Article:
CloudVelocity the start-up that swears it has the right stuff to move your bread-and-butter business applications to the public cloud now has $13 million in fresh Series B cash to accelerate that process. The round was led by Third Point Ventures with additional funds from Pelion Venture Partners and Mayfield Fund, which participated in the $5 million Series A round last December.
The Santa Clara, Calif.-based company makes some bold claims: that it can move existing enterprise applications — without modification — into a public cloud and run them there securely and without performance degradation. That security aspect is key given the reluctance of compliance-constrained companies in financial services and other businesses to put mission-critical work in Amazon Web Services or other shared public cloud infrastructure.
The company says it has automated the painful manual processes that companies must use now if they want to put existing applications into the cloud. It crawls their existing setup, discovers their application hosts, makes a blueprint of the relevant system components and configurations, provisions the requisite cloud resources, and continuously replicates and synchs the entire application stack — including operating system (provided its Linux or Windows), kernel, apps and app data — to Amazon Web Services, the preeminent public cloud.
Support for Windows Azure and HP and Rackspace OpenStack-based will follow, CloudVelocity CEO Rajeev Chawla told me in a short interview.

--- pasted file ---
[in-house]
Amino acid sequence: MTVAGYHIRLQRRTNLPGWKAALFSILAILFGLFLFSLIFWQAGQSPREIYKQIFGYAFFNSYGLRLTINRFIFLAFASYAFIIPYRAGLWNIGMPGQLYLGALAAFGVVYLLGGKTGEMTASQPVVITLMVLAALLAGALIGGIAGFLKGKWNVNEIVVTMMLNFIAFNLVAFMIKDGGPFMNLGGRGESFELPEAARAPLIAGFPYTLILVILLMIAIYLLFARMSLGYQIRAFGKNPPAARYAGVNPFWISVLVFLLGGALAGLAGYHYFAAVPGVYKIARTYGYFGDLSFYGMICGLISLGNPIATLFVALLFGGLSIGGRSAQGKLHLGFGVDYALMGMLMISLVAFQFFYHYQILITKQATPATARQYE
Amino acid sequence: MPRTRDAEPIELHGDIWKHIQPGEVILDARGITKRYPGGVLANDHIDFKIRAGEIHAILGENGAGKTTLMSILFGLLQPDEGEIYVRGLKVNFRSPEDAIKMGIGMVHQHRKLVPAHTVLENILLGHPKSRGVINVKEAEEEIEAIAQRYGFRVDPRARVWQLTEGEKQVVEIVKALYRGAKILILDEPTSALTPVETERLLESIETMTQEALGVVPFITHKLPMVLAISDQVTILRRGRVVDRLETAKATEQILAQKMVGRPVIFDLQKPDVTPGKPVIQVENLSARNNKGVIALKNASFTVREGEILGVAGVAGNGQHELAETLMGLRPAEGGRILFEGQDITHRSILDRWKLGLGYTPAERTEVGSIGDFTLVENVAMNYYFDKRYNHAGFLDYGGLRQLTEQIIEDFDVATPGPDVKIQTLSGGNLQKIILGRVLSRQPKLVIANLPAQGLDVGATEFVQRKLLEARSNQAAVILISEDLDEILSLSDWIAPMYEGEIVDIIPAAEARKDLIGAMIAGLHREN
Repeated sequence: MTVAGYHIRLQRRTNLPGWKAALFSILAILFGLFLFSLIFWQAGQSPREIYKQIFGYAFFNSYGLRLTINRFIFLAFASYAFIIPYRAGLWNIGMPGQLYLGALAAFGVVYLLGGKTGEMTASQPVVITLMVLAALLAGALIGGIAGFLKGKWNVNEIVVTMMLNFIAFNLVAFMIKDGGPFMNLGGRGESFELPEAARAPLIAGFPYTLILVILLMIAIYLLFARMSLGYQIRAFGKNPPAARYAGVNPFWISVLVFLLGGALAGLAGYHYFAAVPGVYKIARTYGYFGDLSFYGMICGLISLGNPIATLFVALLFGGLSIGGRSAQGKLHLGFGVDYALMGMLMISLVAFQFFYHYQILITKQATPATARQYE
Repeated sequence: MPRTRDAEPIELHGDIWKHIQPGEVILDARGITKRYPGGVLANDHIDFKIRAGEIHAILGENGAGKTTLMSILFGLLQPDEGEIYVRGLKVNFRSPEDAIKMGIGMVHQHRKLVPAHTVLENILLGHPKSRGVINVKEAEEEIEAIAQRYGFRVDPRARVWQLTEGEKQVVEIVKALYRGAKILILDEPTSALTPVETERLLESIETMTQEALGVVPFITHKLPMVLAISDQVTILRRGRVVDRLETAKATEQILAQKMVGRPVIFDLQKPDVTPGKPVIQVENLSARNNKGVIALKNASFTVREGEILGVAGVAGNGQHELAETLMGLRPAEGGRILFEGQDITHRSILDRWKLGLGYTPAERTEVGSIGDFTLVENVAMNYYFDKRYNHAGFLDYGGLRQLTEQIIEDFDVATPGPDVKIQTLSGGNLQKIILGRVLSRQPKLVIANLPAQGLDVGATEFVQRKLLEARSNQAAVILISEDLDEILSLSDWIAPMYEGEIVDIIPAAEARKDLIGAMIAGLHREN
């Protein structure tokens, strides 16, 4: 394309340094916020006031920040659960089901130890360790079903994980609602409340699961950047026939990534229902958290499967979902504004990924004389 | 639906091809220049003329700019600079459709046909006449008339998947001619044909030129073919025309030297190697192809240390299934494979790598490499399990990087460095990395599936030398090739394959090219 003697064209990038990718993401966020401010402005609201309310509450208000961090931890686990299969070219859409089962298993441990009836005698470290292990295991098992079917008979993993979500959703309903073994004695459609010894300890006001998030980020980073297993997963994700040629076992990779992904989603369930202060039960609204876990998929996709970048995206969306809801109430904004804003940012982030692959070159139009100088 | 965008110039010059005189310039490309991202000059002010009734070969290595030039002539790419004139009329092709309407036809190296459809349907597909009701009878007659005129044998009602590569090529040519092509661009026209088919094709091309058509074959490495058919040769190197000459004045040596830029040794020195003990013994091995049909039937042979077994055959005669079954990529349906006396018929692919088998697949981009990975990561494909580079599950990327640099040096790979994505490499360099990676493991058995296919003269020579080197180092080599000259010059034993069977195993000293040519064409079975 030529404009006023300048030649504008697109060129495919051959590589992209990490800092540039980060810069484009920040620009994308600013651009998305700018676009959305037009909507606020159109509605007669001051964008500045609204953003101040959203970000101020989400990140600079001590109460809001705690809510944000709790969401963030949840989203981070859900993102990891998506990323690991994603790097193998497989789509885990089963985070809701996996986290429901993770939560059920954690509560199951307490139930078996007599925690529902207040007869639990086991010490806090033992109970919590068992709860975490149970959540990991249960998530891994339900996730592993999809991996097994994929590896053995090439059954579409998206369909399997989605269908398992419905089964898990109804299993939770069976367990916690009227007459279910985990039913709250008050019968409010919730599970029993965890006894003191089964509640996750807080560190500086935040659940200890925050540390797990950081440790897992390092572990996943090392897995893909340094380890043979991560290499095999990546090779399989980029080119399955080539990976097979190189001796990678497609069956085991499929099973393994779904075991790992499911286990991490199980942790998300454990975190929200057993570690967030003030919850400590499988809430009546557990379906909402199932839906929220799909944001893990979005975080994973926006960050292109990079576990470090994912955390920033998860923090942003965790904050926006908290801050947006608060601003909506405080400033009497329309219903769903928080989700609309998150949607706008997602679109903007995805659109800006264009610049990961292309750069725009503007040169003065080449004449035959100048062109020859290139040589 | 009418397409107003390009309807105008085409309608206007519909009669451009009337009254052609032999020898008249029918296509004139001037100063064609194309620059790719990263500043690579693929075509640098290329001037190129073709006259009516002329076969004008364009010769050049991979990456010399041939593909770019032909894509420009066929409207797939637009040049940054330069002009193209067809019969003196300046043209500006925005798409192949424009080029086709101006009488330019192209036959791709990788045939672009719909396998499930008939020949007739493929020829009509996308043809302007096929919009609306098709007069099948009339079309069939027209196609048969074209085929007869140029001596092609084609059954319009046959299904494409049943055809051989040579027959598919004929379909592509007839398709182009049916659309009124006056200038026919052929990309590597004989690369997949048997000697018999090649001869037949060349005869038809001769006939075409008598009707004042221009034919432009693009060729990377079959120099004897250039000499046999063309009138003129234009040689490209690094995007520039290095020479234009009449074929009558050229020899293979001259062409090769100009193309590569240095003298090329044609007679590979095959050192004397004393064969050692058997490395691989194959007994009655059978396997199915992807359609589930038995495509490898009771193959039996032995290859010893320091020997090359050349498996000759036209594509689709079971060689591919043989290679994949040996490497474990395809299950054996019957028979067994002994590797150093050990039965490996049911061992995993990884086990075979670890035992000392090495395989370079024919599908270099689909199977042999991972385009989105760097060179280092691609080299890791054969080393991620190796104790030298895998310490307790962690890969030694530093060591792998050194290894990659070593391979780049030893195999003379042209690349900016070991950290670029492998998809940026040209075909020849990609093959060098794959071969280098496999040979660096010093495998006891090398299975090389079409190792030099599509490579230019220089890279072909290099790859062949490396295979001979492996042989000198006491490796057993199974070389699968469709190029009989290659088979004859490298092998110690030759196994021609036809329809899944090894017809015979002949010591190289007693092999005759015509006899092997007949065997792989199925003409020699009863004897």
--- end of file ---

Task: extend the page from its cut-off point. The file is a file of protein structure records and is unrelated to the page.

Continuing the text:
The company put the AWS capability to beta late last year and is announcing general availability now. There is a one-time migration fee of $15,000 to move “about 50 servers” to the cloud (the number depends on server complexity.) And then there can be additional per-server charges around test and development and disaster recovery use cases.
CloudVelocity’s work feeds into a raging debate around the best use of public cloud infrastructure. AWS has been ground zero for startups that are building new apps from the ground up. Some traditionalists say it’s best to maintain existing client-server applications — the email, databases and ERP that run most businesses — right where they are — on internal servers or at least on dedicated servers run for that company. CloudVelocity is betting that companies will want to use those existing apps while also taking advantage of public cloud infrastructure.
Numecent is taking a slightly different cut at divvying up old-school client-server apps between AWS and the user’s device using its cloudpaging technology as GigaOM’s Jordan Novet reported Monday.